Building a large opera house that could accommodate 1000 in its various rooms seems a bit optimistic for Pella, which had a population of 3000 in 1900. However, it was difficult to travel very far so every town depended on the entertainment coming to them. Nor could the builders have imagined that in a few years silent movies, not musicals and plays, would become the main attraction. Although the Pella Opera House added silent movies to its entertainment as soon as they became available, just down the street at 725 Franklin, Henry De Gooyer opened the Electric Palace. Here silent movies accompanied by mood music were shown from 1908 to 1917. Seeking to persuade patrons of the Opera House that movies were a suitable form of entertainment a 1905 advertisement assures there is nothing coarse, nothing vulgar, nothing rude about them. They are an enjoyable instructive entertainment for ladies, gentlemen and children– a solid 2 hours of bright, happy motion pictures accompanied by appropriate sounds and sensational stage effects.
In Jan. 25, 1906 a Chronicle article says that Manager J. S. Gladstone and Rich Sybenga have purchased a pop making machine in Chicago for $3000. This was to be installed in the basement of the opera house to manufacture all kinds and flavors of pop, as well as ginger ale, soda, seltzer water and birch beer.
Mr. Gladstone also encouraged local talent to make more use of the theater. In the spring of 1906 the high school play “By the Enemy’s Hands” was performed there. Directed by Mrs. H. D. Wormhoudt, the student actors were Harry De Reus, Alonzo Wormhoudt, Walker Sadler, Martin Paardekooper, Herman Todd, Sam Van Vliet, Tunis Klein, Laura Kramer, Margaret Van Niewaal, Gertie Renaud, Harriet Rietveld, Percy Leland, Harry Vander Linden and Marion Gosselink.
In 1909 the Chronicle reports that the Opera House was being used in a variety of ways including the local Democrat Convention and a roller skating party hosted by Laura Kramer and Madge Vander Zlyl where “a jolly good time was enjoyed by all.”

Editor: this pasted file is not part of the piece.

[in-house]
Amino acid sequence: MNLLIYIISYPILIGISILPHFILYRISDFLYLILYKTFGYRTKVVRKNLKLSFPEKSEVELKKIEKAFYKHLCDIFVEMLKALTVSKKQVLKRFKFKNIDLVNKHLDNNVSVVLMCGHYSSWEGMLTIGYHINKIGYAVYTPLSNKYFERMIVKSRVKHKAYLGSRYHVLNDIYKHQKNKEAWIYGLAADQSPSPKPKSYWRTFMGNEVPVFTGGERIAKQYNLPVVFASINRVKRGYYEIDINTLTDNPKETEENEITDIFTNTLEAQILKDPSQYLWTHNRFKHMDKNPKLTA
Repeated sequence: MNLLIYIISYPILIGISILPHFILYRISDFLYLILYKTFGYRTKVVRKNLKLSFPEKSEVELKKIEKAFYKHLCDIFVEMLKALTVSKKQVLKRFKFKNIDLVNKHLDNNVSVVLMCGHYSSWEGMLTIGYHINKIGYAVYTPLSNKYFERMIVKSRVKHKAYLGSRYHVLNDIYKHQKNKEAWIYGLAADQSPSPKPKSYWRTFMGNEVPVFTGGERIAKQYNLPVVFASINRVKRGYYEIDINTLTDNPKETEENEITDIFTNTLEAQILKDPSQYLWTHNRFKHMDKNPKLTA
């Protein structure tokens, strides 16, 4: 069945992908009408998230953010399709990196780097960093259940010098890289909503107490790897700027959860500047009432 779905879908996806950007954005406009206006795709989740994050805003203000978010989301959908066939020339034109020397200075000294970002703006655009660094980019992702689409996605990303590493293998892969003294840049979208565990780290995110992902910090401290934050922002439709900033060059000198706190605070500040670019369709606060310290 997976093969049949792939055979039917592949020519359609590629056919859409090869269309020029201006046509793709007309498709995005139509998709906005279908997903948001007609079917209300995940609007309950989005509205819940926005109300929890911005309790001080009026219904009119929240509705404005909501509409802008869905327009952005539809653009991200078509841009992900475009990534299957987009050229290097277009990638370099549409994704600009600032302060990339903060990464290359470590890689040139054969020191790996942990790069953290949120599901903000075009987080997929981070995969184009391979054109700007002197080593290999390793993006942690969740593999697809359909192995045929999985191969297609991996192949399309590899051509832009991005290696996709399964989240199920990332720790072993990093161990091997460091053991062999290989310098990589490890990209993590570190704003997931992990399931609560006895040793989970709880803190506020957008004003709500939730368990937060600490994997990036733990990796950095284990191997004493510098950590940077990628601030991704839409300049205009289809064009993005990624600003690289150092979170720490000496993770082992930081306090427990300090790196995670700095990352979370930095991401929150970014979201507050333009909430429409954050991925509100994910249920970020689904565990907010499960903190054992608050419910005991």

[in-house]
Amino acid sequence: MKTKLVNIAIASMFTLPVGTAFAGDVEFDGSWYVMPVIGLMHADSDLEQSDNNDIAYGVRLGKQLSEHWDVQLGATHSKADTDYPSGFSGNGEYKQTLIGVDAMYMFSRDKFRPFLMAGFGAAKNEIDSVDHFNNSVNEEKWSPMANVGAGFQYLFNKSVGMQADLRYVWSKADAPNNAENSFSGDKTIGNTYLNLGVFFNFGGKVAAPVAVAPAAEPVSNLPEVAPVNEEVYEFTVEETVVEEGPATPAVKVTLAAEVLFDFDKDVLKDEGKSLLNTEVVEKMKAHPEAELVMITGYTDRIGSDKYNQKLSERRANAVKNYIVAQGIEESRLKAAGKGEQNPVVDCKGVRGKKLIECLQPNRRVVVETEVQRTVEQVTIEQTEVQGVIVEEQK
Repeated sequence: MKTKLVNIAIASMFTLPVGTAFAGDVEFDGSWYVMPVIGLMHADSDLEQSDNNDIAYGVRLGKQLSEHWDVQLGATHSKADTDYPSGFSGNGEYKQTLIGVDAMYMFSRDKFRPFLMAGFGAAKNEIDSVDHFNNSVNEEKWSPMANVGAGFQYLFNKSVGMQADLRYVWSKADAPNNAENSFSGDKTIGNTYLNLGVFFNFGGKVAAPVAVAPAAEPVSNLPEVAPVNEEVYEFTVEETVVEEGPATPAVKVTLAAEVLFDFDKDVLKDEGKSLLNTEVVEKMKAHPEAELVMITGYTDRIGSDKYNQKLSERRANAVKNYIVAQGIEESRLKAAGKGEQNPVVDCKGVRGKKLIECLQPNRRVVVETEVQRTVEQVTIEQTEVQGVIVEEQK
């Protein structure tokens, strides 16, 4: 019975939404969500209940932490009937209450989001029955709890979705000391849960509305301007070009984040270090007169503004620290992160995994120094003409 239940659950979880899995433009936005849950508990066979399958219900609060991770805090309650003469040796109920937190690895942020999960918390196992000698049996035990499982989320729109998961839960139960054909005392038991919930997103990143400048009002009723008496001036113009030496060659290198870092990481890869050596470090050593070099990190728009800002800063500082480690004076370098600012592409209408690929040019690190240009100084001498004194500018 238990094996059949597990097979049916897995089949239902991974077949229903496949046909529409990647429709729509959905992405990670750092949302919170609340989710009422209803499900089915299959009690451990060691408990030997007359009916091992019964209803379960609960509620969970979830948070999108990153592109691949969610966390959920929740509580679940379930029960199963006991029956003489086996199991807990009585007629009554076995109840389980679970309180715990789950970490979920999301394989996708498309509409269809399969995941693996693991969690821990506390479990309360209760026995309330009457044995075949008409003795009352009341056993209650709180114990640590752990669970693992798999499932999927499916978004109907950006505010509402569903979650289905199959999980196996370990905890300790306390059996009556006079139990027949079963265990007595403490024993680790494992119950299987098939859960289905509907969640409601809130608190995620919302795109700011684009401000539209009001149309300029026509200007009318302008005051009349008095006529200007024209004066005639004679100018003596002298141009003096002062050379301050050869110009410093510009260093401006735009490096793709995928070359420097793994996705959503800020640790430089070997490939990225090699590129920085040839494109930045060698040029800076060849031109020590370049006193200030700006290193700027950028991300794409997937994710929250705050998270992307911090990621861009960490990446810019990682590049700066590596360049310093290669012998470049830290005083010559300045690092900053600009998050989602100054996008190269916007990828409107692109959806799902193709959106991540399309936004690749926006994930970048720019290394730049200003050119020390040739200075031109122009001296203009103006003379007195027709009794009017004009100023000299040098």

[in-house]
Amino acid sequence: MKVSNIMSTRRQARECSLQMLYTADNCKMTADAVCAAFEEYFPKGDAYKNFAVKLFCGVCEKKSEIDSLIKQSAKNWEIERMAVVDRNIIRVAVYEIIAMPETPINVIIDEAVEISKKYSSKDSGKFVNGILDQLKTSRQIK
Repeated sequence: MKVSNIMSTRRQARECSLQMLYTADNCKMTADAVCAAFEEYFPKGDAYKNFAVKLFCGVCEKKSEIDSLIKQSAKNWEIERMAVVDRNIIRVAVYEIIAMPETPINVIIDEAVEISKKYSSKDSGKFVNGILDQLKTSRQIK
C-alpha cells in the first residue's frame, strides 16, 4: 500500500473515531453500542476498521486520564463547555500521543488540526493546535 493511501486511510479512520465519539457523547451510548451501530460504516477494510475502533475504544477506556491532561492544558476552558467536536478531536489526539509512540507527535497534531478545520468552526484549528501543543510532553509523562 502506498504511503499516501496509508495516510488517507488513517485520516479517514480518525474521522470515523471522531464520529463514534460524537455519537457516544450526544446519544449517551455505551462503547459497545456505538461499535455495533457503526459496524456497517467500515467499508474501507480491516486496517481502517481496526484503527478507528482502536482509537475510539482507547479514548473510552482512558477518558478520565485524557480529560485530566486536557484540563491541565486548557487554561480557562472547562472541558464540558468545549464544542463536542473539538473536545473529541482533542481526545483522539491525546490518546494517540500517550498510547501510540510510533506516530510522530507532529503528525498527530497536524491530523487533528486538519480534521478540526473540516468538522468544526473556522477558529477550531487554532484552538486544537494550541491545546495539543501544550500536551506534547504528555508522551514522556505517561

In a 1911 advertisement, J. F. Burns, practical electrician and contractor, announced that he has opened an office and supply room on the first floor of the Opera House.
The use of the Opera House took an unexpected turn in Oct. of 1915 when the Women’s Federated Club inspected its rooms and decided to rent them for a year. Soon they had papered and painted the ground floor and converted it to a “rest room.” Today this a term that we use for a small room with toilet facilities but then it was a term used for a lounge where travelers and shoppers could “rest” for a while. It proved to be very popular. Women could leave their children with Miss Grace Visser, matron, for 10 cents an hour or 25 cents for three hours.
The Opera House now became the Federated Club building. A few performances were still given in the second floor theater. The editorial comment in the Chronicle said “a rose by any other name will smell just as sweet. . .we believe that this building by the ladies can be made a credit to the city instead of a dark rendezvous for rats, bats, and poker games as has been in its past history. Go to it ladies, you are the only live, public spirited bunch in the city; hurrah for you!”